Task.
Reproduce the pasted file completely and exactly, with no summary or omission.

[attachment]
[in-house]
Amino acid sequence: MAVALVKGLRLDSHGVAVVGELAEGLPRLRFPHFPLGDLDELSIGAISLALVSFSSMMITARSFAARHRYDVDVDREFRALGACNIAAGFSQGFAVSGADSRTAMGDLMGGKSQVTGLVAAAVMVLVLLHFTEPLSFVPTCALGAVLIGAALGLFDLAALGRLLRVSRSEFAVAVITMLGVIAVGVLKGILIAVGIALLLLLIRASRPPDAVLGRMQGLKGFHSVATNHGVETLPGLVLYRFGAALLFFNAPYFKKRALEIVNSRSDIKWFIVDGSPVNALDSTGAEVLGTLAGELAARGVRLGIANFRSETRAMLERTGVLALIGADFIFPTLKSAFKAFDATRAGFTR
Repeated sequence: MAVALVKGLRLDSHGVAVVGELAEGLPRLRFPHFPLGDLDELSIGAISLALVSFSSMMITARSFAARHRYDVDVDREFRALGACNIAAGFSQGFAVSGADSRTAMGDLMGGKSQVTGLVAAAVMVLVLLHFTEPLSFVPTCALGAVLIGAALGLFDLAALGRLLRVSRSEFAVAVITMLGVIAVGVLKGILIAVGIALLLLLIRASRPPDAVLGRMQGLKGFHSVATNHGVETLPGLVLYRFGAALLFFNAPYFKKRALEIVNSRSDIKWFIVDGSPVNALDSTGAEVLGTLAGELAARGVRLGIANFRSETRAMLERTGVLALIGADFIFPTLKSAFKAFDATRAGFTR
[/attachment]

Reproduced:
[in-house]
Amino acid sequence: MAVALVKGLRLDSHGVAVVGELAEGLPRLRFPHFPLGDLDELSIGAISLALVSFSSMMITARSFAARHRYDVDVDREFRALGACNIAAGFSQGFAVSGADSRTAMGDLMGGKSQVTGLVAAAVMVLVLLHFTEPLSFVPTCALGAVLIGAALGLFDLAALGRLLRVSRSEFAVAVITMLGVIAVGVLKGILIAVGIALLLLLIRASRPPDAVLGRMQGLKGFHSVATNHGVETLPGLVLYRFGAALLFFNAPYFKKRALEIVNSRSDIKWFIVDGSPVNALDSTGAEVLGTLAGELAARGVRLGIANFRSETRAMLERTGVLALIGADFIFPTLKSAFKAFDATRAGFTR
Repeated sequence: MAVALVKGLRLDSHGVAVVGELAEGLPRLRFPHFPLGDLDELSIGAISLALVSFSSMMITARSFAARHRYDVDVDREFRALGACNIAAGFSQGFAVSGADSRTAMGDLMGGKSQVTGLVAAAVMVLVLLHFTEPLSFVPTCALGAVLIGAALGLFDLAALGRLLRVSRSEFAVAVITMLGVIAVGVLKGILIAVGIALLLLLIRASRPPDAVLGRMQGLKGFHSVATNHGVETLPGLVLYRFGAALLFFNAPYFKKRALEIVNSRSDIKWFIVDGSPVNALDSTGAEVLGTLAGELAARGVRLGIANFRSETRAMLERTGVLALIGADFIFPTLKSAFKAFDATRAGFTR